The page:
O'Malley re-sets strategy to tighten septic rules
The governor's legislative push to tighten septic rules was a non-starter during the most recent legislative session, though lawmakers pledged to study the issue over the summer.
From Wheeler's blog:
The task force is to be headed by Del. Maggie McIntosh, chair of the House Environmental Matters Committee. McIntosh, a Baltimore city Democrat, tabled the governor's push for septic limits during this year's legislative session and called for more study of the issue. The panel's vice chair is Jon Laria, a Baltimore development lawyer who is head of the state growth commission.
A press release from the governor's office calls the task force broad-based, with representatives of business, agriculture, science, environmental advocacy and government. A quick scan of its members, though, suggests the panel is stacked at least modestly in favor of the governor's position that septic-based development needs to be limited.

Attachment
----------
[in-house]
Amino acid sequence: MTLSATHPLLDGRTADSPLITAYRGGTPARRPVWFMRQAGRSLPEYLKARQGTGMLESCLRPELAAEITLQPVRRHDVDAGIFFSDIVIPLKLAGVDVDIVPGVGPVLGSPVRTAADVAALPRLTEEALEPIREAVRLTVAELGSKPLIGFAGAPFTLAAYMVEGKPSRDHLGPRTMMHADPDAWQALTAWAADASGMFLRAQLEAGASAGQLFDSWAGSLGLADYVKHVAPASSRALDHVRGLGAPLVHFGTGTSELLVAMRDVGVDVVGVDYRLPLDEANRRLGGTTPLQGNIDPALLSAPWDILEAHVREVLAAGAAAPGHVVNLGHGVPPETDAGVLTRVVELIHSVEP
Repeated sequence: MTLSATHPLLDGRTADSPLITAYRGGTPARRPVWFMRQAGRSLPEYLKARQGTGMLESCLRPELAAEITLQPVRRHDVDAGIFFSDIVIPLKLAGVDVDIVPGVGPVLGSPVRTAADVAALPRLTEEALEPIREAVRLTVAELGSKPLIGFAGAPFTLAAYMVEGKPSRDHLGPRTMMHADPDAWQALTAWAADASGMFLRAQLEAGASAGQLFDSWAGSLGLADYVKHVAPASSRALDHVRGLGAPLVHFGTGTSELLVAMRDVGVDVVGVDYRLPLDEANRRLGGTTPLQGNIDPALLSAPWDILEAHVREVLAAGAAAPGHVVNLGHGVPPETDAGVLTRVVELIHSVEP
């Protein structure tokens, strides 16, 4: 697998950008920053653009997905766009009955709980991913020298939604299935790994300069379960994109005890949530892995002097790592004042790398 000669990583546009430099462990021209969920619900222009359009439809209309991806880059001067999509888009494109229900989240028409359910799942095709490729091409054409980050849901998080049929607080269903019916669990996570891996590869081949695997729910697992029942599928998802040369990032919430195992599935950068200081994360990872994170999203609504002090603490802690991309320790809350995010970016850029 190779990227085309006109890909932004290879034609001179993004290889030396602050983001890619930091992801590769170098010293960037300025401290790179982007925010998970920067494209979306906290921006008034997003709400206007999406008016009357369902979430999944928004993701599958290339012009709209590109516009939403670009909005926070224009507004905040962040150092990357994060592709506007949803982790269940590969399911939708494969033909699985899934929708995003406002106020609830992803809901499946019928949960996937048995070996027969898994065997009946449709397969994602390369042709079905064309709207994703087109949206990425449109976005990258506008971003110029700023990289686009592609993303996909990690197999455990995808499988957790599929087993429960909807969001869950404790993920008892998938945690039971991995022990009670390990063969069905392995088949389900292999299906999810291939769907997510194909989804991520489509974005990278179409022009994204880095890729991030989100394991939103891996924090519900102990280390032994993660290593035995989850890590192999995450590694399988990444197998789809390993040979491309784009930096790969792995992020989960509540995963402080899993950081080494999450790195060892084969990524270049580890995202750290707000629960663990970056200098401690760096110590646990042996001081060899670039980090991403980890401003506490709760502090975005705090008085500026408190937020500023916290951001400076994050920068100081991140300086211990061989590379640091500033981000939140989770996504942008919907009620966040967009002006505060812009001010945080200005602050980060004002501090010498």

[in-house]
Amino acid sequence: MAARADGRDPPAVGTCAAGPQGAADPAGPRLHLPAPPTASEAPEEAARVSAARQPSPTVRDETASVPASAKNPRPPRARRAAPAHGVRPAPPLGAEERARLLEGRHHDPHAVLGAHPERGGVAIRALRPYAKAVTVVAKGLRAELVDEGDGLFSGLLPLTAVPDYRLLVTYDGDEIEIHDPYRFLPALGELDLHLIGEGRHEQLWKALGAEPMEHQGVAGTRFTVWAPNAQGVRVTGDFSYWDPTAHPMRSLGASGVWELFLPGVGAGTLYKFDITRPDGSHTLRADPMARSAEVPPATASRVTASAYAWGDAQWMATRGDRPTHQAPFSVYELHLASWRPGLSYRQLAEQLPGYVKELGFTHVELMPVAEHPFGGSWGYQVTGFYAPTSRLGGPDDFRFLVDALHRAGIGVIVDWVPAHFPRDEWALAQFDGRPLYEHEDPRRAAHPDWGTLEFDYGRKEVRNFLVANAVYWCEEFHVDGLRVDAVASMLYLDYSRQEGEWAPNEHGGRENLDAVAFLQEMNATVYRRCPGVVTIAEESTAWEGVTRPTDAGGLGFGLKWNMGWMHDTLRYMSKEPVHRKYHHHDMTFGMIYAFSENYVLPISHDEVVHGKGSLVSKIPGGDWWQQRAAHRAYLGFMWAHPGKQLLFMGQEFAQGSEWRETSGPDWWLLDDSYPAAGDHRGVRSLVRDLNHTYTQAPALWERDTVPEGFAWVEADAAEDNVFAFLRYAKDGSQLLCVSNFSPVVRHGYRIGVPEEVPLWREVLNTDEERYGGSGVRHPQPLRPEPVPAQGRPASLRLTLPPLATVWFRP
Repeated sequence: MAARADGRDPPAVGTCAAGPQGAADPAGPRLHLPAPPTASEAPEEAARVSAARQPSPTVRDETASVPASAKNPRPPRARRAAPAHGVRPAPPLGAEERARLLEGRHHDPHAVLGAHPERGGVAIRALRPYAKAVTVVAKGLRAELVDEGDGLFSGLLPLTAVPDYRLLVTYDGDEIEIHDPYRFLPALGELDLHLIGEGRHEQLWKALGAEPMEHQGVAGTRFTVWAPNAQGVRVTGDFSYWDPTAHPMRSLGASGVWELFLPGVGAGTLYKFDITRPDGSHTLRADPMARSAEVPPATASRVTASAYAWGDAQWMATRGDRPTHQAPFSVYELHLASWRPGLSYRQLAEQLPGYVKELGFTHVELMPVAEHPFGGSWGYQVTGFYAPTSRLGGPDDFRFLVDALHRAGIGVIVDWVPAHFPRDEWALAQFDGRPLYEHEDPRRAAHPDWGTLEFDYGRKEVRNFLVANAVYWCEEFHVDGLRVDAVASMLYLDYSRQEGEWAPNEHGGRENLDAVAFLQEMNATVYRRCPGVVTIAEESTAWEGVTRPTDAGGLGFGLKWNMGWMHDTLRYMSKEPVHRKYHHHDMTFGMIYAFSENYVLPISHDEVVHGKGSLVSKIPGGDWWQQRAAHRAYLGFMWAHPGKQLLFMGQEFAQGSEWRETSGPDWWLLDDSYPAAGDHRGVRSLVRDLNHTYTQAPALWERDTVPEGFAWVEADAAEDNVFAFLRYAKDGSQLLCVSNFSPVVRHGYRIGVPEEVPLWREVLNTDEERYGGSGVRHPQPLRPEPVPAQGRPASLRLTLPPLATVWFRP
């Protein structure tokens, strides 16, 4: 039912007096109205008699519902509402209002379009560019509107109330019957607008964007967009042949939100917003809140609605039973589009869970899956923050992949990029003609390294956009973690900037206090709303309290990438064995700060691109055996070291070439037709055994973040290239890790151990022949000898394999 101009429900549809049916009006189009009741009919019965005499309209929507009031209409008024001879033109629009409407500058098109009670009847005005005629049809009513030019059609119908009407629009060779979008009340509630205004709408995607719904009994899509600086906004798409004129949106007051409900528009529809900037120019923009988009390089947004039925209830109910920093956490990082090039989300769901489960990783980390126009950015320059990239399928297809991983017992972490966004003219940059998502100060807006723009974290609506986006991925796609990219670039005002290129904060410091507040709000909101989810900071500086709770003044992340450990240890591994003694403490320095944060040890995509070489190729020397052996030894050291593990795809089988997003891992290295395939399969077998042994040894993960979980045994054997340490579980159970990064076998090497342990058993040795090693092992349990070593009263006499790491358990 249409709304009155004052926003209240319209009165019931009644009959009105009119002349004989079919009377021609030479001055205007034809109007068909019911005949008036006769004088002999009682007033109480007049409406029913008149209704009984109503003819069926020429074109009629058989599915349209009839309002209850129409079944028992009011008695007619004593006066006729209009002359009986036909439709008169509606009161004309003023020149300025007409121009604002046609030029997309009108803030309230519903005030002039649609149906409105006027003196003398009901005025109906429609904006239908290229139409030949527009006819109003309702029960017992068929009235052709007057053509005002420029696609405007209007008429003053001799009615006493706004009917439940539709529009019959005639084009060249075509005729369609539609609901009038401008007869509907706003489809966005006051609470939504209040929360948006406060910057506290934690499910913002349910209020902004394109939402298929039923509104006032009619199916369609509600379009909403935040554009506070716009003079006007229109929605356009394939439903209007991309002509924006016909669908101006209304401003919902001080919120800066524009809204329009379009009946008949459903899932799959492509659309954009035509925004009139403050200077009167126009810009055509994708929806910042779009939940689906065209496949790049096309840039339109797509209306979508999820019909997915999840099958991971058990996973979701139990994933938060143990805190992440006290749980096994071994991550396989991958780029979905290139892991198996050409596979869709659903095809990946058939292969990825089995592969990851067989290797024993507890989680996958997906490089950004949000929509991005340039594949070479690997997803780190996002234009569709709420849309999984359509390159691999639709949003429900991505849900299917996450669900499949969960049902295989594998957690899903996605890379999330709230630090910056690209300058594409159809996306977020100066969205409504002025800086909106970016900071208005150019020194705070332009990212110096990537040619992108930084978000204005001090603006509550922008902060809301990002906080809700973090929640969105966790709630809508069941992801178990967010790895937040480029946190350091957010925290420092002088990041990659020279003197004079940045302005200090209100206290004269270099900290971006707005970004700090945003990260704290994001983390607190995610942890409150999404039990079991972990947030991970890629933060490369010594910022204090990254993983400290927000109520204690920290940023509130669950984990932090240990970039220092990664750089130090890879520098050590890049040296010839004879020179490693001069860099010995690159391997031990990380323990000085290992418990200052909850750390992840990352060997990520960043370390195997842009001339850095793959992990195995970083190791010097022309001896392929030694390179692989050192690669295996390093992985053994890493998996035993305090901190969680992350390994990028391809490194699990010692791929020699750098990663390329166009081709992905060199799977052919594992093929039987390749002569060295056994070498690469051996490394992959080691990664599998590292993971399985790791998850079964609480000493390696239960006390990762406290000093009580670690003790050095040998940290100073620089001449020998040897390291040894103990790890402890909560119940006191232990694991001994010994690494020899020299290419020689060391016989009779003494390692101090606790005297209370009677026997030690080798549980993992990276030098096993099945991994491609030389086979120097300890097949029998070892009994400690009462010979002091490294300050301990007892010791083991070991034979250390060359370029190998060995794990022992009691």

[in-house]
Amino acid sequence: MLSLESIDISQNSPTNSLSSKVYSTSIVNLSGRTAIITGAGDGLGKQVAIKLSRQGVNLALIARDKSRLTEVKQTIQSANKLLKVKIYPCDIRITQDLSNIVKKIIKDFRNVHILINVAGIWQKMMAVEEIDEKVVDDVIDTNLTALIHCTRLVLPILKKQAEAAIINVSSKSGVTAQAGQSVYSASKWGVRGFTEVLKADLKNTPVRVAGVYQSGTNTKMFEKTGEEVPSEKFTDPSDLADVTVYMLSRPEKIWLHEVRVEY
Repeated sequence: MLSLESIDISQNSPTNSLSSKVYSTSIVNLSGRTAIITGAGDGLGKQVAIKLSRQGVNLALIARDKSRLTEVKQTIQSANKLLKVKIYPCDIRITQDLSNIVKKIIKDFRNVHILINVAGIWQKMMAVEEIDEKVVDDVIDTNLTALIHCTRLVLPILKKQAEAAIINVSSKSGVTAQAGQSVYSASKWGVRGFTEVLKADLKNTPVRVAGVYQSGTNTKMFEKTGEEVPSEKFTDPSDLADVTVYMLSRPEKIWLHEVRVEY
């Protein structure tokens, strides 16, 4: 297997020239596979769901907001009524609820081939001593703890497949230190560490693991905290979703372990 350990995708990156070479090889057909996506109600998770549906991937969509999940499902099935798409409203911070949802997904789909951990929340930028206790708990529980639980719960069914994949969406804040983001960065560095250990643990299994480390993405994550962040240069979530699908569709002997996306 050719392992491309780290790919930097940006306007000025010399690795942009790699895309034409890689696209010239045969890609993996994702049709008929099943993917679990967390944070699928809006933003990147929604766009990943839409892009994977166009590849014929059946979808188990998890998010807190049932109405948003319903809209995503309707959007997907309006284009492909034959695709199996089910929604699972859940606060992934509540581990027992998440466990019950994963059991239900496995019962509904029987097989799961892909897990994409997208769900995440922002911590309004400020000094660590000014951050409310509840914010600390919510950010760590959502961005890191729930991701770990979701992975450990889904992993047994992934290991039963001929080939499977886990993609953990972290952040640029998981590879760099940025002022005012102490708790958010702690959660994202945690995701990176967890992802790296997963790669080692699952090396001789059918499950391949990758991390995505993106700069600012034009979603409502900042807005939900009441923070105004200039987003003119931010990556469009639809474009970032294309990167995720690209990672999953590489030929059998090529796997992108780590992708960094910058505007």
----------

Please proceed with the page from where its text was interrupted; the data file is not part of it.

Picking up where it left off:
"This effort is not about stopping growth" O'Malley said in a statement. "It is about stemming the tide of major housing developments built on septic systems to generate clean water and protect our environment and public health."
State planners project that septic-based development will account for 26 percent of all the new households built in the state over the next 25 years, but produce 76 percent of all the new nitrogen pollution getting into ground water and streams feeding into the bay.
Critics also say building with septics aggravates suburban sprawl, fragmenting farmland and forests and increasing the costs to government of providing roads, schools and other services.